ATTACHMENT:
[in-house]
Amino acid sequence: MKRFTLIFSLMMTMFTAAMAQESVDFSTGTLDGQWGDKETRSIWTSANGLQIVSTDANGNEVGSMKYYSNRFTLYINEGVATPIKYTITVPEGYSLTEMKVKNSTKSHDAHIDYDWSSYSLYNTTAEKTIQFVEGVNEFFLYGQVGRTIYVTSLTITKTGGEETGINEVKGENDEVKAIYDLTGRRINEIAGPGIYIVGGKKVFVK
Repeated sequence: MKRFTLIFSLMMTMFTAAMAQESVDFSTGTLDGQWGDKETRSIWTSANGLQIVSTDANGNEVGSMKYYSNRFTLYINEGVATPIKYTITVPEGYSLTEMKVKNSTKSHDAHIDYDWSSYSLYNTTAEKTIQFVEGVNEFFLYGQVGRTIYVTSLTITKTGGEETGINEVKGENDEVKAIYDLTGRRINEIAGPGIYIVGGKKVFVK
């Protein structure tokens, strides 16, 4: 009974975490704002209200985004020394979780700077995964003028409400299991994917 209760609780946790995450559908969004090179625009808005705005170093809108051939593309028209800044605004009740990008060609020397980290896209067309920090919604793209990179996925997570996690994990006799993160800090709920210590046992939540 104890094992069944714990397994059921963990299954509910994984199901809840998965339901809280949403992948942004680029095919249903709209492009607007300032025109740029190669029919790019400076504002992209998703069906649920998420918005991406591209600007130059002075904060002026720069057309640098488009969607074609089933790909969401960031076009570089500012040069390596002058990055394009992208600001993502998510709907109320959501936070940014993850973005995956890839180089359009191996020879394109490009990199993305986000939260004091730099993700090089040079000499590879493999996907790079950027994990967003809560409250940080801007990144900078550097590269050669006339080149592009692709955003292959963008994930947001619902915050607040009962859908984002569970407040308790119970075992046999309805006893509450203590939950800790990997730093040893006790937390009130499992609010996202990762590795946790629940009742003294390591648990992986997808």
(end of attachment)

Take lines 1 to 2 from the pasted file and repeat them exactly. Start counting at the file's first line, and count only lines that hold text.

[in-house]
Amino acid sequence: MKRFTLIFSLMMTMFTAAMAQESVDFSTGTLDGQWGDKETRSIWTSANGLQIVSTDANGNEVGSMKYYSNRFTLYINEGVATPIKYTITVPEGYSLTEMKVKNSTKSHDAHIDYDWSSYSLYNTTAEKTIQFVEGVNEFFLYGQVGRTIYVTSLTITKTGGEETGINEVKGENDEVKAIYDLTGRRINEIAGPGIYIVGGKKVFVK